The 2012 NAB Show is picking up momentum now that we’re into day two of the media and broadcasting conference. SiliconANGLE and Wikibon are streaming live converge from theCube, and also provided a recap of what you may have missed from yesterday.
The relatively brief session is not so much of a rundown, but rather a summary of what John Furrier and Dave Vellante have observed in terms of the upcoming trends we can expect in this vertical.
Furrier started off by saying that one thing to look forward to is a big shift in media production and productivity tools, as well as developer platforms such as Node.js, aligned with innovation going on in the physical infrastructure. Specifically he pointed towards one particular buzzword conceived at NAB – NetOps.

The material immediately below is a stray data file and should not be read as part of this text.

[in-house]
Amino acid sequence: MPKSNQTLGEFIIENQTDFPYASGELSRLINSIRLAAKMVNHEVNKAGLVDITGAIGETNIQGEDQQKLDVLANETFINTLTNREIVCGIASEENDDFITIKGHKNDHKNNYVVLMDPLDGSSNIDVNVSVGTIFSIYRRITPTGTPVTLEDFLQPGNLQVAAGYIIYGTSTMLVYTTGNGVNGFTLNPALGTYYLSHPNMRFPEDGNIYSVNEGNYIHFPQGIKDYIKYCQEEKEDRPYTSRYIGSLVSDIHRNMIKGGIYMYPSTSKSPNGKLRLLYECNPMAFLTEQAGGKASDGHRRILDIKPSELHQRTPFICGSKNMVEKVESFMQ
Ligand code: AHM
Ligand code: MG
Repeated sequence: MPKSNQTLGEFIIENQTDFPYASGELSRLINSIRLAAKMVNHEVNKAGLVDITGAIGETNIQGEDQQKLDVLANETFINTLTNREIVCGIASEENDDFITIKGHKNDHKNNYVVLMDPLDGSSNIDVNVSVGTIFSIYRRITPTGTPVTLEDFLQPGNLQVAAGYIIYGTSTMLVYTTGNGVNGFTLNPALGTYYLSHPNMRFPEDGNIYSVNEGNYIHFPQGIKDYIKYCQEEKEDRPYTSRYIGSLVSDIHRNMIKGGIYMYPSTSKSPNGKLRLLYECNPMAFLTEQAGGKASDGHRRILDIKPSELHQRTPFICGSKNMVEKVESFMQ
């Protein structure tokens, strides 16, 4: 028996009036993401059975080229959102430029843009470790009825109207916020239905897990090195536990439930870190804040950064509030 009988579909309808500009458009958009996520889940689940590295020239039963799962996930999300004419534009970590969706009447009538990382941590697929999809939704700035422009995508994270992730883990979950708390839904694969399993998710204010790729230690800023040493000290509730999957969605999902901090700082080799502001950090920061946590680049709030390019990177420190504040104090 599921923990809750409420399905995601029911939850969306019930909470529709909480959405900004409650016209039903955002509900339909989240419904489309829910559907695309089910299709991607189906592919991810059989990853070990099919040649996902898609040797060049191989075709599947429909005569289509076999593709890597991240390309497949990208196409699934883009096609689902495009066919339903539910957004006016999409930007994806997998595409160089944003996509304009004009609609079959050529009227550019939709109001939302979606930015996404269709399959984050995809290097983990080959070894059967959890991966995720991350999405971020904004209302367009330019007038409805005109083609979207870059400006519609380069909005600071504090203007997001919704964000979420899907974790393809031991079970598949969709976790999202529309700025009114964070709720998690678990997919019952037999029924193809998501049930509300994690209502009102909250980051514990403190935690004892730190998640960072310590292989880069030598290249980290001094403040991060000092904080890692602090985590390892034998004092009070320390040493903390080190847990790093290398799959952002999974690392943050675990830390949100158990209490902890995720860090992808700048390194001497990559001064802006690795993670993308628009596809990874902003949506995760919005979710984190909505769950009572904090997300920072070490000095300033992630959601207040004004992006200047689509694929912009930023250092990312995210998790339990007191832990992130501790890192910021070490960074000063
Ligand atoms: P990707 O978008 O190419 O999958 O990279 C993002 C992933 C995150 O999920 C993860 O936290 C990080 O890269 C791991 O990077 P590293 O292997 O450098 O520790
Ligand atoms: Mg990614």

The broader vision is that the technology involving media streaming and content delivery (i.e. CDNs and networking) will spur a new breed of engineers – similar to how big data adoption is resulting in growing demand for data scientists.
In time these changes may have an even wider impact on video, one that we’re already starting to see today. The business models in this industry are changing now that new solutions and channels are shaping the way things work, and Furrier perceives that this shift will spawn new opportunity while weeding out the staggerers. The examples he used are Kodak, the bankrupt photo giant, and Instagram; a startup with a free app that sold out for $1 billion.
Another segment that the changes observed by Furrier and Vellante have already reached is advertising. ‘Old school’ print and video advertisement is going out of fashion fast, especially now that the improving technology mentioned above is empowering innovators: the necessary recording hardware is getting cheaper and more accessible with time, while social media plays as the distribution channel. See the entire day 1 recap below.